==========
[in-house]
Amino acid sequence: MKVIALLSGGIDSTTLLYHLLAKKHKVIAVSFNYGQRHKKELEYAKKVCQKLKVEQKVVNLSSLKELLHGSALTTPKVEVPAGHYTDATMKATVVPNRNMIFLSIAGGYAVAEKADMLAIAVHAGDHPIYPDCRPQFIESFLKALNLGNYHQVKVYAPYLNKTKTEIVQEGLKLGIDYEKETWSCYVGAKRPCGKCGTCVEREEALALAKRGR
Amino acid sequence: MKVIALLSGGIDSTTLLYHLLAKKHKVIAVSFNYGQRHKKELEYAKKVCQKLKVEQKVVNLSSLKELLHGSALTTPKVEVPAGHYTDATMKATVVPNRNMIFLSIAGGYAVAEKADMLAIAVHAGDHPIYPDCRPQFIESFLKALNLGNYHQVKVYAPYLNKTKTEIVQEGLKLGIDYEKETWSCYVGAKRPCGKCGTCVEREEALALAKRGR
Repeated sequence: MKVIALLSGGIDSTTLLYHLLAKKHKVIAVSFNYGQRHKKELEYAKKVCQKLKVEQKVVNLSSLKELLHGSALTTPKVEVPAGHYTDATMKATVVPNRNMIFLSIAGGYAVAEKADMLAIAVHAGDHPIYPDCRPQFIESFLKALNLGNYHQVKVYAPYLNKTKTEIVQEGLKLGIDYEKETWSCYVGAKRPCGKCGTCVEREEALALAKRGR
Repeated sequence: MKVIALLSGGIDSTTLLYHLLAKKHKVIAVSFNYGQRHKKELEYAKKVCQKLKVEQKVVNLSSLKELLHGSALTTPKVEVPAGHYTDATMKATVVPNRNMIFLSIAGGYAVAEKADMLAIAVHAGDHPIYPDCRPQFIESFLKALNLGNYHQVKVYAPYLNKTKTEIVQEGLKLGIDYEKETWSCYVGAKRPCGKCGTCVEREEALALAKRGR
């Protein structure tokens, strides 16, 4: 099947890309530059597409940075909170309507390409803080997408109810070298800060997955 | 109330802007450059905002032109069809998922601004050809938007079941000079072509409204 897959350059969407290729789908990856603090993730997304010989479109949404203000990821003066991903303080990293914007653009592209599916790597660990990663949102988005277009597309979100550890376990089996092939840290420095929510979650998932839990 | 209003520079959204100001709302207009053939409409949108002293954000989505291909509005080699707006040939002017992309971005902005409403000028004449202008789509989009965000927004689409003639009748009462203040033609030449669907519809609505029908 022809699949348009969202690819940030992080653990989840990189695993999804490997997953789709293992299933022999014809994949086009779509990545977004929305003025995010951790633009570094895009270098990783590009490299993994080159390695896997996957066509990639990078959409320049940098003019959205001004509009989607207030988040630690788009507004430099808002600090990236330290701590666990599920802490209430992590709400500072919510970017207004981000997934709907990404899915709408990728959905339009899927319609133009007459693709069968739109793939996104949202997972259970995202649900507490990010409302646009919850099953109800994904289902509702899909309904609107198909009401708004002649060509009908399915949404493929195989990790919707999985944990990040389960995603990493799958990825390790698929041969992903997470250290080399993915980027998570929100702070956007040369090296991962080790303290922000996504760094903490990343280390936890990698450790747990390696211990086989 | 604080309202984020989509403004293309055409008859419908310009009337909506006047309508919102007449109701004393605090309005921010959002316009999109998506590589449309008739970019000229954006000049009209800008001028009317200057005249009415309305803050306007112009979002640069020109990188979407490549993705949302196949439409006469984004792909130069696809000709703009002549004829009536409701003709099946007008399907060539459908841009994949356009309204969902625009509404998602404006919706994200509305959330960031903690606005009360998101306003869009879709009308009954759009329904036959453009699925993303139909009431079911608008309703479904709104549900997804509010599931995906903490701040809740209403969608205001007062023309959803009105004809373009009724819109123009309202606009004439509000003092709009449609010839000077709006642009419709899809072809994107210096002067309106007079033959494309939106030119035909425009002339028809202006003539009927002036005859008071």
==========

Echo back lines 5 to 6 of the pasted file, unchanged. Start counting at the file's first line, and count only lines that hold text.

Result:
Repeated sequence: MKVIALLSGGIDSTTLLYHLLAKKHKVIAVSFNYGQRHKKELEYAKKVCQKLKVEQKVVNLSSLKELLHGSALTTPKVEVPAGHYTDATMKATVVPNRNMIFLSIAGGYAVAEKADMLAIAVHAGDHPIYPDCRPQFIESFLKALNLGNYHQVKVYAPYLNKTKTEIVQEGLKLGIDYEKETWSCYVGAKRPCGKCGTCVEREEALALAKRGR
């Protein structure tokens, strides 16, 4: 099947890309530059597409940075909170309507390409803080997408109810070298800060997955 | 109330802007450059905002032109069809998922601004050809938007079941000079072509409204 897959350059969407290729789908990856603090993730997304010989479109949404203000990821003066991903303080990293914007653009592209599916790597660990990663949102988005277009597309979100550890376990089996092939840290420095929510979650998932839990 | 209003520079959204100001709302207009053939409409949108002293954000989505291909509005080699707006040939002017992309971005902005409403000028004449202008789509989009965000927004689409003639009748009462203040033609030449669907519809609505029908 022809699949348009969202690819940030992080653990989840990189695993999804490997997953789709293992299933022999014809994949086009779509990545977004929305003025995010951790633009570094895009270098990783590009490299993994080159390695896997996957066509990639990078959409320049940098003019959205001004509009989607207030988040630690788009507004430099808002600090990236330290701590666990599920802490209430992590709400500072919510970017207004981000997934709907990404899915709408990728959905339009899927319609133009007459693709069968739109793939996104949202997972259970995202649900507490990010409302646009919850099953109800994904289902509702899909309904609107198909009401708004002649060509009908399915949404493929195989990790919707999985944990990040389960995603990493799958990825390790698929041969992903997470250290080399993915980027998570929100702070956007040369090296991962080790303290922000996504760094903490990343280390936890990698450790747990390696211990086989 | 604080309202984020989509403004293309055409008859419908310009009337909506006047309508919102007449109701004393605090309005921010959002316009999109998506590589449309008739970019000229954006000049009209800008001028009317200057005249009415309305803050306007112009979002640069020109990188979407490549993705949302196949439409006469984004792909130069696809000709703009002549004829009536409701003709099946007008399907060539459908841009994949356009309204969902625009509404998602404006919706994200509305959330960031903690606005009360998101306003869009879709009308009954759009329904036959453009699925993303139909009431079911608008309703479904709104549900997804509010599931995906903490701040809740209403969608205001007062023309959803009105004809373009009724819109123009309202606009004439509000003092709009449609010839000077709006642009419709899809072809994107210096002067309106007079033959494309939106030119035909425009002339028809202006003539009927002036005859008071």